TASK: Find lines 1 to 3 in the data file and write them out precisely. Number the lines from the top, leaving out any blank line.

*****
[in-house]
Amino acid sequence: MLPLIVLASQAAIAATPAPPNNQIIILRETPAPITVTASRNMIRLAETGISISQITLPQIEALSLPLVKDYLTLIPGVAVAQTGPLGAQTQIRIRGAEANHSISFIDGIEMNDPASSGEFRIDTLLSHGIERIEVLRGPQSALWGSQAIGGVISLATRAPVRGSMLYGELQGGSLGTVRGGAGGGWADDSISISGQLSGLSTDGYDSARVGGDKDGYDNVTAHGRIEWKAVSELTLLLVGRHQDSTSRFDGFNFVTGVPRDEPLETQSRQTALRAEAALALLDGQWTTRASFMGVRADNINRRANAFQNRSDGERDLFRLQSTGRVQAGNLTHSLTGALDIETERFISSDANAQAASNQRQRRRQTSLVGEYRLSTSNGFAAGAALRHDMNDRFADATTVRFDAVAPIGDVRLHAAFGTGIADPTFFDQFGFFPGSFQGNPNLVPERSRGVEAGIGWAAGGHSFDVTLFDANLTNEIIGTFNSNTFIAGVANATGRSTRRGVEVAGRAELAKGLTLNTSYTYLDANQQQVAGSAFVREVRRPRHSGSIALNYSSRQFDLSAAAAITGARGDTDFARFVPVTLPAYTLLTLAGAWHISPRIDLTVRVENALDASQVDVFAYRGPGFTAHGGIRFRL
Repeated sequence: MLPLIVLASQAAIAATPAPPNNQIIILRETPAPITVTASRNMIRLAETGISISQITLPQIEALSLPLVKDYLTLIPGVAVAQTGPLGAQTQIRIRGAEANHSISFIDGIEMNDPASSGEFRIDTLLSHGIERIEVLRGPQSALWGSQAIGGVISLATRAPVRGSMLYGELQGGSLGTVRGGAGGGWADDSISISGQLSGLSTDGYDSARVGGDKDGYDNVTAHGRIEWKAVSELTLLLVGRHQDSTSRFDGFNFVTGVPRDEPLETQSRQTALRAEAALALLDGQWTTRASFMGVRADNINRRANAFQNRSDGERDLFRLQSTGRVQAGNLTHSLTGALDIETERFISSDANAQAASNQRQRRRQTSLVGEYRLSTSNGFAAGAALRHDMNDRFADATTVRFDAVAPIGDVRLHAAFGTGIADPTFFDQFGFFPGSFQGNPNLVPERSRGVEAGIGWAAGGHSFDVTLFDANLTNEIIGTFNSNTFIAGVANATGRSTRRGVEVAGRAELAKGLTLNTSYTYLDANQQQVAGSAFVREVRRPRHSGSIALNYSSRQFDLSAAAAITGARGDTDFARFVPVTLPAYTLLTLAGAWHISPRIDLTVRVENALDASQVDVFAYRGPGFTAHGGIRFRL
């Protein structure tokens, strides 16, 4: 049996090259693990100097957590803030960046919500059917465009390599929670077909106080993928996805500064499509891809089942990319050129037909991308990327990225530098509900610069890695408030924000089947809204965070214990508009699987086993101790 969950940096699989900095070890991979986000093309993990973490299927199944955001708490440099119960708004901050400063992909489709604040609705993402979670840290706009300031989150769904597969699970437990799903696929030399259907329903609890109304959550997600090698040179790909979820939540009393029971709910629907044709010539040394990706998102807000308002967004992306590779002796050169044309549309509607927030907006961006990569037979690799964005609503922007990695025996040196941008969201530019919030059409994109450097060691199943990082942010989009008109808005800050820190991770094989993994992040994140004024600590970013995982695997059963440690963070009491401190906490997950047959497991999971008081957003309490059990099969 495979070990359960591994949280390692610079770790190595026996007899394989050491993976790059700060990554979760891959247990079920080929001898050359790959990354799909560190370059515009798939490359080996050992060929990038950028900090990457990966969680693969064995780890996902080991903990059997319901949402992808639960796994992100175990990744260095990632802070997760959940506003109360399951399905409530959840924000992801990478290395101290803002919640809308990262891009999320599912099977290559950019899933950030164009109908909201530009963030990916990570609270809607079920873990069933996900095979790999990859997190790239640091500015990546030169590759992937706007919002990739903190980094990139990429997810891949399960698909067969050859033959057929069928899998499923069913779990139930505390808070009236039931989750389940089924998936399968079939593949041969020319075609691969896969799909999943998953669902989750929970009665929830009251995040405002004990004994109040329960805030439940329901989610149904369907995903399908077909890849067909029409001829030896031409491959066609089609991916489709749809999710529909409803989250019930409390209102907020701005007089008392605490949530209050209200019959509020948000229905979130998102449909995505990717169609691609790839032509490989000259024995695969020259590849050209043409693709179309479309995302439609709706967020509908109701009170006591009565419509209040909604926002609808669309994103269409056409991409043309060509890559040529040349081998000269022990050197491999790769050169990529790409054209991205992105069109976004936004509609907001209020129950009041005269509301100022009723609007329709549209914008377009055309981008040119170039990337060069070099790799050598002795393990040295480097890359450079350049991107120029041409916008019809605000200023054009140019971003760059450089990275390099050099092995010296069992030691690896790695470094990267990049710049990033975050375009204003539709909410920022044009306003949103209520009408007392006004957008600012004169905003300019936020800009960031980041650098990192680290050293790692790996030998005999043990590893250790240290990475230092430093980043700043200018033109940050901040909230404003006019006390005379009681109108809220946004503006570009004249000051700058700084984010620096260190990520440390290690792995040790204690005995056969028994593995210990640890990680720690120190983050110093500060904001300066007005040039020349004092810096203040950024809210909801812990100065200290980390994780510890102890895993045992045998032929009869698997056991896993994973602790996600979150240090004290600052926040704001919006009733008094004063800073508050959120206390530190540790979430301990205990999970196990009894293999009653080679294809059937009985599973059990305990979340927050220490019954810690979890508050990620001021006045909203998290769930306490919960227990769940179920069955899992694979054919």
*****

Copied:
[in-house]
Amino acid sequence: MLPLIVLASQAAIAATPAPPNNQIIILRETPAPITVTASRNMIRLAETGISISQITLPQIEALSLPLVKDYLTLIPGVAVAQTGPLGAQTQIRIRGAEANHSISFIDGIEMNDPASSGEFRIDTLLSHGIERIEVLRGPQSALWGSQAIGGVISLATRAPVRGSMLYGELQGGSLGTVRGGAGGGWADDSISISGQLSGLSTDGYDSARVGGDKDGYDNVTAHGRIEWKAVSELTLLLVGRHQDSTSRFDGFNFVTGVPRDEPLETQSRQTALRAEAALALLDGQWTTRASFMGVRADNINRRANAFQNRSDGERDLFRLQSTGRVQAGNLTHSLTGALDIETERFISSDANAQAASNQRQRRRQTSLVGEYRLSTSNGFAAGAALRHDMNDRFADATTVRFDAVAPIGDVRLHAAFGTGIADPTFFDQFGFFPGSFQGNPNLVPERSRGVEAGIGWAAGGHSFDVTLFDANLTNEIIGTFNSNTFIAGVANATGRSTRRGVEVAGRAELAKGLTLNTSYTYLDANQQQVAGSAFVREVRRPRHSGSIALNYSSRQFDLSAAAAITGARGDTDFARFVPVTLPAYTLLTLAGAWHISPRIDLTVRVENALDASQVDVFAYRGPGFTAHGGIRFRL
Repeated sequence: MLPLIVLASQAAIAATPAPPNNQIIILRETPAPITVTASRNMIRLAETGISISQITLPQIEALSLPLVKDYLTLIPGVAVAQTGPLGAQTQIRIRGAEANHSISFIDGIEMNDPASSGEFRIDTLLSHGIERIEVLRGPQSALWGSQAIGGVISLATRAPVRGSMLYGELQGGSLGTVRGGAGGGWADDSISISGQLSGLSTDGYDSARVGGDKDGYDNVTAHGRIEWKAVSELTLLLVGRHQDSTSRFDGFNFVTGVPRDEPLETQSRQTALRAEAALALLDGQWTTRASFMGVRADNINRRANAFQNRSDGERDLFRLQSTGRVQAGNLTHSLTGALDIETERFISSDANAQAASNQRQRRRQTSLVGEYRLSTSNGFAAGAALRHDMNDRFADATTVRFDAVAPIGDVRLHAAFGTGIADPTFFDQFGFFPGSFQGNPNLVPERSRGVEAGIGWAAGGHSFDVTLFDANLTNEIIGTFNSNTFIAGVANATGRSTRRGVEVAGRAELAKGLTLNTSYTYLDANQQQVAGSAFVREVRRPRHSGSIALNYSSRQFDLSAAAAITGARGDTDFARFVPVTLPAYTLLTLAGAWHISPRIDLTVRVENALDASQVDVFAYRGPGFTAHGGIRFRL